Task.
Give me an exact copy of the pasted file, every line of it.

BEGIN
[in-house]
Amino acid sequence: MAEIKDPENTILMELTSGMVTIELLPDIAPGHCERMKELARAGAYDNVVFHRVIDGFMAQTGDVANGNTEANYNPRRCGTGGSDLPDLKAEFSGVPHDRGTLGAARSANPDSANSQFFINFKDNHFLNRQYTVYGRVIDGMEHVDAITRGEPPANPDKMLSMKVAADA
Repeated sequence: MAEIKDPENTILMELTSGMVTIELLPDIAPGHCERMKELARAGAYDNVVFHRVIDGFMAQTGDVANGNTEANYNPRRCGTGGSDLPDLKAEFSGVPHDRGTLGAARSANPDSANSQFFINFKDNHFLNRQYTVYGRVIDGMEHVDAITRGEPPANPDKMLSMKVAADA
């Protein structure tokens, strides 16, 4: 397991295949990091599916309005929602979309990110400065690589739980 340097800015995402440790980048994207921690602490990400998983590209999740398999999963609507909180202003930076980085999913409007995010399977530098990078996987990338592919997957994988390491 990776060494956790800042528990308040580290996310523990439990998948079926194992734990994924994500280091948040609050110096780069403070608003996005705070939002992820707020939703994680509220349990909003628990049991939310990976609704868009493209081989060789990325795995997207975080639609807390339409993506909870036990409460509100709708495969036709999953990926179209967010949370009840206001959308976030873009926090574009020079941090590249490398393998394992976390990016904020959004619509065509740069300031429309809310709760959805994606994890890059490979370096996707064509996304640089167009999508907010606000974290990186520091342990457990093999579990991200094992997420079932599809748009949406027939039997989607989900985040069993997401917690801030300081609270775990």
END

[in-house]
Amino acid sequence: MAEIKDPENTILMELTSGMVTIELLPDIAPGHCERMKELARAGAYDNVVFHRVIDGFMAQTGDVANGNTEANYNPRRCGTGGSDLPDLKAEFSGVPHDRGTLGAARSANPDSANSQFFINFKDNHFLNRQYTVYGRVIDGMEHVDAITRGEPPANPDKMLSMKVAADA
Repeated sequence: MAEIKDPENTILMELTSGMVTIELLPDIAPGHCERMKELARAGAYDNVVFHRVIDGFMAQTGDVANGNTEANYNPRRCGTGGSDLPDLKAEFSGVPHDRGTLGAARSANPDSANSQFFINFKDNHFLNRQYTVYGRVIDGMEHVDAITRGEPPANPDKMLSMKVAADA
């Protein structure tokens, strides 16, 4: 397991295949990091599916309005929602979309990110400065690589739980 340097800015995402440790980048994207921690602490990400998983590209999740398999999963609507909180202003930076980085999913409007995010399977530098990078996987990338592919997957994988390491 990776060494956790800042528990308040580290996310523990439990998948079926194992734990994924994500280091948040609050110096780069403070608003996005705070939002992820707020939703994680509220349990909003628990049991939310990976609704868009493209081989060789990325795995997207975080639609807390339409993506909870036990409460509100709708495969036709999953990926179209967010949370009840206001959308976030873009926090574009020079941090590249490398393998394992976390990016904020959004619509065509740069300031429309809310709760959805994606994890890059490979370096996707064509996304640089167009999508907010606000974290990186520091342990457990093999579990991200094992997420079932599809748009949406027939039997989607989900985040069993997401917690801030300081609270775990």